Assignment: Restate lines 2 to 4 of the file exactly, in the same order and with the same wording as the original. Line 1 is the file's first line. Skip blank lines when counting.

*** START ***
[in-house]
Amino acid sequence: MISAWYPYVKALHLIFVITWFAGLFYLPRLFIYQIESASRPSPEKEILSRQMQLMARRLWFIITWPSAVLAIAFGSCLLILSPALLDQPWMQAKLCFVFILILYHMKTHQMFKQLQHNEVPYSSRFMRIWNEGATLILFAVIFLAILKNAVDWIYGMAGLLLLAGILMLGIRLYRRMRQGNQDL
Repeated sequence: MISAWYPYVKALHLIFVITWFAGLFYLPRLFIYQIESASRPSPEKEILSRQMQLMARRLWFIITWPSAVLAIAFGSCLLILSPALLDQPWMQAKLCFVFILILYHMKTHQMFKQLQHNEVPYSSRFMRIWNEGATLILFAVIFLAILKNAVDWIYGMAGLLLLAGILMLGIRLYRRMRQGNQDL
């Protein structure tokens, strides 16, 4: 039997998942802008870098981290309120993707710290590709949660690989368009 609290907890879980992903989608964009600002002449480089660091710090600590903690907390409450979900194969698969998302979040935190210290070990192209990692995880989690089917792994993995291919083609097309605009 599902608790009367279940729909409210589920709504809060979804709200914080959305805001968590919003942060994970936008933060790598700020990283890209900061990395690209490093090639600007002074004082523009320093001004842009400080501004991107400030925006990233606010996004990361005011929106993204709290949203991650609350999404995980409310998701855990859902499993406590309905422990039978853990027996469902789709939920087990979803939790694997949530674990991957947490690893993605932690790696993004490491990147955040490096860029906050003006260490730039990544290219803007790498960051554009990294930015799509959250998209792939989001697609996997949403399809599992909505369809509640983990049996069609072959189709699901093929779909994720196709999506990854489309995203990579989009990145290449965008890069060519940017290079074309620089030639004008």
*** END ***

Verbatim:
Amino acid sequence: MISAWYPYVKALHLIFVITWFAGLFYLPRLFIYQIESASRPSPEKEILSRQMQLMARRLWFIITWPSAVLAIAFGSCLLILSPALLDQPWMQAKLCFVFILILYHMKTHQMFKQLQHNEVPYSSRFMRIWNEGATLILFAVIFLAILKNAVDWIYGMAGLLLLAGILMLGIRLYRRMRQGNQDL
Repeated sequence: MISAWYPYVKALHLIFVITWFAGLFYLPRLFIYQIESASRPSPEKEILSRQMQLMARRLWFIITWPSAVLAIAFGSCLLILSPALLDQPWMQAKLCFVFILILYHMKTHQMFKQLQHNEVPYSSRFMRIWNEGATLILFAVIFLAILKNAVDWIYGMAGLLLLAGILMLGIRLYRRMRQGNQDL
């Protein structure tokens, strides 16, 4: 039997998942802008870098981290309120993707710290590709949660690989368009 609290907890879980992903989608964009600002002449480089660091710090600590903690907390409450979900194969698969998302979040935190210290070990192209990692995880989690089917792994993995291919083609097309605009 599902608790009367279940729909409210589920709504809060979804709200914080959305805001968590919003942060994970936008933060790598700020990283890209900061990395690209490093090639600007002074004082523009320093001004842009400080501004991107400030925006990233606010996004990361005011929106993204709290949203991650609350999404995980409310998701855990859902499993406590309905422990039978853990027996469902789709939920087990979803939790694997949530674990991957947490690893993605932690790696993004490491990147955040490096860029906050003006260490730039990544290219803007790498960051554009990294930015799509959250998209792939989001697609996997949403399809599992909505369809509640983990049996069609072959189709699901093929779909994720196709999506990854489309995203990579989009990145290449965008890069060519940017290079074309620089030639004008």